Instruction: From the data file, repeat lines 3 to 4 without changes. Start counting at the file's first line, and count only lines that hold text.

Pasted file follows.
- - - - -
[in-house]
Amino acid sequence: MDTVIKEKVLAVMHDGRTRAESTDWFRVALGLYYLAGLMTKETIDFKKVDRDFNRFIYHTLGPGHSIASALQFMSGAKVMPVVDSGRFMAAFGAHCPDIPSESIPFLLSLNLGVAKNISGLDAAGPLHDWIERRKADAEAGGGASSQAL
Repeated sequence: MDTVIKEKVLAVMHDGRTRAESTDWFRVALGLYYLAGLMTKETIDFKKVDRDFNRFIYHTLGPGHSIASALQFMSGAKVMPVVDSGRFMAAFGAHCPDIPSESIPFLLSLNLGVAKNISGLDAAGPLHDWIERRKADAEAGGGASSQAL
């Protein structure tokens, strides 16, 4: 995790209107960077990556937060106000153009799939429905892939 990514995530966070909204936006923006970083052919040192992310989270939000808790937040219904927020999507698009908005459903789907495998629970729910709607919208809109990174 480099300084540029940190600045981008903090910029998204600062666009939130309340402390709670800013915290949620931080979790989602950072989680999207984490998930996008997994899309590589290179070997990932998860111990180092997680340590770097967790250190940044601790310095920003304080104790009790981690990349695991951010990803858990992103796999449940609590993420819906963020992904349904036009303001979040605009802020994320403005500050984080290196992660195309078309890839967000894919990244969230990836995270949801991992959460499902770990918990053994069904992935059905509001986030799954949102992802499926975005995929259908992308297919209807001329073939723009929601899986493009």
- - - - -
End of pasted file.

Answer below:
Repeated sequence: MDTVIKEKVLAVMHDGRTRAESTDWFRVALGLYYLAGLMTKETIDFKKVDRDFNRFIYHTLGPGHSIASALQFMSGAKVMPVVDSGRFMAAFGAHCPDIPSESIPFLLSLNLGVAKNISGLDAAGPLHDWIERRKADAEAGGGASSQAL
């Protein structure tokens, strides 16, 4: 995790209107960077990556937060106000153009799939429905892939 990514995530966070909204936006923006970083052919040192992310989270939000808790937040219904927020999507698009908005459903789907495998629970729910709607919208809109990174 480099300084540029940190600045981008903090910029998204600062666009939130309340402390709670800013915290949620931080979790989602950072989680999207984490998930996008997994899309590589290179070997990932998860111990180092997680340590770097967790250190940044601790310095920003304080104790009790981690990349695991951010990803858990992103796999449940609590993420819906963020992904349904036009303001979040605009802020994320403005500050984080290196992660195309078309890839967000894919990244969230990836995270949801991992959460499902770990918990053994069904992935059905509001986030799954949102992802499926975005995929259908992308297919209807001329073939723009929601899986493009």